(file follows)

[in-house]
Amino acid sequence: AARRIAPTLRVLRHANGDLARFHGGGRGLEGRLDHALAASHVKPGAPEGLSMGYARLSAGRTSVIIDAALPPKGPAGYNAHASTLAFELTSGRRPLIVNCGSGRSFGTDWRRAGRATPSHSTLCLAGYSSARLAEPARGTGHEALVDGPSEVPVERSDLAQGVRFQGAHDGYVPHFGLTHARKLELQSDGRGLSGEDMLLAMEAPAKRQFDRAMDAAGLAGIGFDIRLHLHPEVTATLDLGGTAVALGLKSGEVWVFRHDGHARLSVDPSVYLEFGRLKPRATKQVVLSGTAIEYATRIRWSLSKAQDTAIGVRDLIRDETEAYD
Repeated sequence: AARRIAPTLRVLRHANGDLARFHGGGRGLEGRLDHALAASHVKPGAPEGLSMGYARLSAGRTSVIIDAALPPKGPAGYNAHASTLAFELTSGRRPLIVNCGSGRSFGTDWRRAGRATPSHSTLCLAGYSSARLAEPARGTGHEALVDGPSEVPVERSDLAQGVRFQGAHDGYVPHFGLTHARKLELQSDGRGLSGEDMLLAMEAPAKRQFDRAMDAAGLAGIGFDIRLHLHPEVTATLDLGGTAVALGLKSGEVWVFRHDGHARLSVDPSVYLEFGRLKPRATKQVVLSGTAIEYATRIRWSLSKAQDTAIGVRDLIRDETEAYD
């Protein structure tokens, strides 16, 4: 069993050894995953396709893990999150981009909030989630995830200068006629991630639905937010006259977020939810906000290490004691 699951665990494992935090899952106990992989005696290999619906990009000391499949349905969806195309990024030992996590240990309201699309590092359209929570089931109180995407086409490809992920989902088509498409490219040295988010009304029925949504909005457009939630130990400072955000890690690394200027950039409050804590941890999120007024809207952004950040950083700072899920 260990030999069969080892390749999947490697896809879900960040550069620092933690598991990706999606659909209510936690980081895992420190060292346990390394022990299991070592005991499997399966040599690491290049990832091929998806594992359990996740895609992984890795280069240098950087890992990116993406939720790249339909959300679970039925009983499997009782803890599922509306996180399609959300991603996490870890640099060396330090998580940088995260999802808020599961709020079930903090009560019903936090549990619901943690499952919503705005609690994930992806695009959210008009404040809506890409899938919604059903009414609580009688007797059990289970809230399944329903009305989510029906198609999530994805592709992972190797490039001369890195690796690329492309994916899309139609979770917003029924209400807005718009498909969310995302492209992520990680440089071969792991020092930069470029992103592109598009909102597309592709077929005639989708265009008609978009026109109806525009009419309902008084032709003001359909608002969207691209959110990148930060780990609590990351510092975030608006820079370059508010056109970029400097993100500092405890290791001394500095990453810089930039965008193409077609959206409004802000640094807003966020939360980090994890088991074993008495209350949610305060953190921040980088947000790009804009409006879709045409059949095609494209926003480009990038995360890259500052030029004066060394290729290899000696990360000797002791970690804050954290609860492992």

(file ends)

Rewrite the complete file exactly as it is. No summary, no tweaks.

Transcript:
[in-house]
Amino acid sequence: AARRIAPTLRVLRHANGDLARFHGGGRGLEGRLDHALAASHVKPGAPEGLSMGYARLSAGRTSVIIDAALPPKGPAGYNAHASTLAFELTSGRRPLIVNCGSGRSFGTDWRRAGRATPSHSTLCLAGYSSARLAEPARGTGHEALVDGPSEVPVERSDLAQGVRFQGAHDGYVPHFGLTHARKLELQSDGRGLSGEDMLLAMEAPAKRQFDRAMDAAGLAGIGFDIRLHLHPEVTATLDLGGTAVALGLKSGEVWVFRHDGHARLSVDPSVYLEFGRLKPRATKQVVLSGTAIEYATRIRWSLSKAQDTAIGVRDLIRDETEAYD
Repeated sequence: AARRIAPTLRVLRHANGDLARFHGGGRGLEGRLDHALAASHVKPGAPEGLSMGYARLSAGRTSVIIDAALPPKGPAGYNAHASTLAFELTSGRRPLIVNCGSGRSFGTDWRRAGRATPSHSTLCLAGYSSARLAEPARGTGHEALVDGPSEVPVERSDLAQGVRFQGAHDGYVPHFGLTHARKLELQSDGRGLSGEDMLLAMEAPAKRQFDRAMDAAGLAGIGFDIRLHLHPEVTATLDLGGTAVALGLKSGEVWVFRHDGHARLSVDPSVYLEFGRLKPRATKQVVLSGTAIEYATRIRWSLSKAQDTAIGVRDLIRDETEAYD
């Protein structure tokens, strides 16, 4: 069993050894995953396709893990999150981009909030989630995830200068006629991630639905937010006259977020939810906000290490004691 699951665990494992935090899952106990992989005696290999619906990009000391499949349905969806195309990024030992996590240990309201699309590092359209929570089931109180995407086409490809992920989902088509498409490219040295988010009304029925949504909005457009939630130990400072955000890690690394200027950039409050804590941890999120007024809207952004950040950083700072899920 260990030999069969080892390749999947490697896809879900960040550069620092933690598991990706999606659909209510936690980081895992420190060292346990390394022990299991070592005991499997399966040599690491290049990832091929998806594992359990996740895609992984890795280069240098950087890992990116993406939720790249339909959300679970039925009983499997009782803890599922509306996180399609959300991603996490870890640099060396330090998580940088995260999802808020599961709020079930903090009560019903936090549990619901943690499952919503705005609690994930992806695009959210008009404040809506890409899938919604059903009414609580009688007797059990289970809230399944329903009305989510029906198609999530994805592709992972190797490039001369890195690796690329492309994916899309139609979770917003029924209400807005718009498909969310995302492209992520990680440089071969792991020092930069470029992103592109598009909102597309592709077929005639989708265009008609978009026109109806525009009419309902008084032709003001359909608002969207691209959110990148930060780990609590990351510092975030608006820079370059508010056109970029400097993100500092405890290791001394500095990453810089930039965008193409077609959206409004802000640094807003966020939360980090994890088991074993008495209350949610305060953190921040980088947000790009804009409006879709045409059949095609494209926003480009990038995360890259500052030029004066060394290729290899000696990360000797002791970690804050954290609860492992």